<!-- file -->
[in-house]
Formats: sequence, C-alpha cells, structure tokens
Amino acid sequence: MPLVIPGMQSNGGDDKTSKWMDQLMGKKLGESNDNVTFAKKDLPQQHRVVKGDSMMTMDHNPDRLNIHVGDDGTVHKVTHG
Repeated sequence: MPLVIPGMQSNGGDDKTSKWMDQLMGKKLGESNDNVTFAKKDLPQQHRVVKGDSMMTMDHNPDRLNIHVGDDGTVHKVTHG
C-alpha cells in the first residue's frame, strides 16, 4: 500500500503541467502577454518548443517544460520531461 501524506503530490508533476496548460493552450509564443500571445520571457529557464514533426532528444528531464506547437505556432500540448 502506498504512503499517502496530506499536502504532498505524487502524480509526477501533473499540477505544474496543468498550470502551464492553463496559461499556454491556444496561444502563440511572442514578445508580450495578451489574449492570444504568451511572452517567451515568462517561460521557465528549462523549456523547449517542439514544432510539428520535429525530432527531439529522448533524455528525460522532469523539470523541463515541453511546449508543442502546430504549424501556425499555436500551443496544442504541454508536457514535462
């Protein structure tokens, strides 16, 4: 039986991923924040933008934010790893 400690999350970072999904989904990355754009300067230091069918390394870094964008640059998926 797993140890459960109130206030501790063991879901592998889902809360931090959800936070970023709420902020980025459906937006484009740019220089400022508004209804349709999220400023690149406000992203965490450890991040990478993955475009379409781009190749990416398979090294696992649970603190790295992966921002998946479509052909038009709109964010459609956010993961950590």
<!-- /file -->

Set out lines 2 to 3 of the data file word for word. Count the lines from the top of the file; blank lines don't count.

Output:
Formats: sequence, C-alpha cells, structure tokens
Amino acid sequence: MPLVIPGMQSNGGDDKTSKWMDQLMGKKLGESNDNVTFAKKDLPQQHRVVKGDSMMTMDHNPDRLNIHVGDDGTVHKVTHG